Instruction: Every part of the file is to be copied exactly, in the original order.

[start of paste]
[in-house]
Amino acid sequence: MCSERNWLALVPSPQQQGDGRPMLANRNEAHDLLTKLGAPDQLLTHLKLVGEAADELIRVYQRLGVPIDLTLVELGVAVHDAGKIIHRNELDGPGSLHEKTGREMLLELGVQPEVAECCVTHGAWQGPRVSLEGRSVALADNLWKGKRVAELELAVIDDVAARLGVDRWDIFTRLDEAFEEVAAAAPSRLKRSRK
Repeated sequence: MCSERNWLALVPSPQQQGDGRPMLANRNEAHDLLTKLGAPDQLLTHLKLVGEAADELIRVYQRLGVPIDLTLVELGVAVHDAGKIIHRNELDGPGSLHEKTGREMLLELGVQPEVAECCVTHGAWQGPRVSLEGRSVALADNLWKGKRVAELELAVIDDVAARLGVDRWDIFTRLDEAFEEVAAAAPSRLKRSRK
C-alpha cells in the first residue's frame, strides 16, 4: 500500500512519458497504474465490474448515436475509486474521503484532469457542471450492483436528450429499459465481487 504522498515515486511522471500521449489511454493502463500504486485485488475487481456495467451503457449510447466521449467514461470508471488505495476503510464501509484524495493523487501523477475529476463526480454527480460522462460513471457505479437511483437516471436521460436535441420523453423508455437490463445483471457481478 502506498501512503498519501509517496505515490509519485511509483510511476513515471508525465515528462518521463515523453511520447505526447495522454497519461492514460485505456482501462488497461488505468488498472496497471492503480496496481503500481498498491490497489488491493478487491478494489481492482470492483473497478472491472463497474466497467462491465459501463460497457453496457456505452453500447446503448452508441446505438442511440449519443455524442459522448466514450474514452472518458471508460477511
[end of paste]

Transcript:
[in-house]
Amino acid sequence: MCSERNWLALVPSPQQQGDGRPMLANRNEAHDLLTKLGAPDQLLTHLKLVGEAADELIRVYQRLGVPIDLTLVELGVAVHDAGKIIHRNELDGPGSLHEKTGREMLLELGVQPEVAECCVTHGAWQGPRVSLEGRSVALADNLWKGKRVAELELAVIDDVAARLGVDRWDIFTRLDEAFEEVAAAAPSRLKRSRK
Repeated sequence: MCSERNWLALVPSPQQQGDGRPMLANRNEAHDLLTKLGAPDQLLTHLKLVGEAADELIRVYQRLGVPIDLTLVELGVAVHDAGKIIHRNELDGPGSLHEKTGREMLLELGVQPEVAECCVTHGAWQGPRVSLEGRSVALADNLWKGKRVAELELAVIDDVAARLGVDRWDIFTRLDEAFEEVAAAAPSRLKRSRK
C-alpha cells in the first residue's frame, strides 16, 4: 500500500512519458497504474465490474448515436475509486474521503484532469457542471450492483436528450429499459465481487 504522498515515486511522471500521449489511454493502463500504486485485488475487481456495467451503457449510447466521449467514461470508471488505495476503510464501509484524495493523487501523477475529476463526480454527480460522462460513471457505479437511483437516471436521460436535441420523453423508455437490463445483471457481478 502506498501512503498519501509517496505515490509519485511509483510511476513515471508525465515528462518521463515523453511520447505526447495522454497519461492514460485505456482501462488497461488505468488498472496497471492503480496496481503500481498498491490497489488491493478487491478494489481492482470492483473497478472491472463497474466497467462491465459501463460497457453496457456505452453500447446503448452508441446505438442511440449519443455524442459522448466514450474514452472518458471508460477511